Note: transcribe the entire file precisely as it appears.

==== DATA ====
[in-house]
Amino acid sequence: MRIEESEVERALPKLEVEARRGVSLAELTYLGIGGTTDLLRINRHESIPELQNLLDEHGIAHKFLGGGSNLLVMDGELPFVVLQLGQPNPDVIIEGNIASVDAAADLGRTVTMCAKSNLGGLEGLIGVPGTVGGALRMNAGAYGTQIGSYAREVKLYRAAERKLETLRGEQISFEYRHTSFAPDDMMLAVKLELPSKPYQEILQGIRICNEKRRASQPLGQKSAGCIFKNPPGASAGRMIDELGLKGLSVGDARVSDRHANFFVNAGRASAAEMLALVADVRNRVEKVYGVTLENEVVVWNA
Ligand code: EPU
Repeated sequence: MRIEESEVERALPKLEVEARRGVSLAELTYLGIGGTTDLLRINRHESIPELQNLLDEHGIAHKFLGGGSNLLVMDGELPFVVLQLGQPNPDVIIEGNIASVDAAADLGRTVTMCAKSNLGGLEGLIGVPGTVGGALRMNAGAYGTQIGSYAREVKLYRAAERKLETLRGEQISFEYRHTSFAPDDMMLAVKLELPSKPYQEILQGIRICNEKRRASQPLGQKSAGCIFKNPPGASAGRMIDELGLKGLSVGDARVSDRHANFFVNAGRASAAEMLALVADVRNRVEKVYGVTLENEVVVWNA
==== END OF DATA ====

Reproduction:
[in-house]
Amino acid sequence: MRIEESEVERALPKLEVEARRGVSLAELTYLGIGGTTDLLRINRHESIPELQNLLDEHGIAHKFLGGGSNLLVMDGELPFVVLQLGQPNPDVIIEGNIASVDAAADLGRTVTMCAKSNLGGLEGLIGVPGTVGGALRMNAGAYGTQIGSYAREVKLYRAAERKLETLRGEQISFEYRHTSFAPDDMMLAVKLELPSKPYQEILQGIRICNEKRRASQPLGQKSAGCIFKNPPGASAGRMIDELGLKGLSVGDARVSDRHANFFVNAGRASAAEMLALVADVRNRVEKVYGVTLENEVVVWNA
Ligand code: EPU
Repeated sequence: MRIEESEVERALPKLEVEARRGVSLAELTYLGIGGTTDLLRINRHESIPELQNLLDEHGIAHKFLGGGSNLLVMDGELPFVVLQLGQPNPDVIIEGNIASVDAAADLGRTVTMCAKSNLGGLEGLIGVPGTVGGALRMNAGAYGTQIGSYAREVKLYRAAERKLETLRGEQISFEYRHTSFAPDDMMLAVKLELPSKPYQEILQGIRICNEKRRASQPLGQKSAGCIFKNPPGASAGRMIDELGLKGLSVGDARVSDRHANFFVNAGRASAAEMLALVADVRNRVEKVYGVTLENEVVVWNA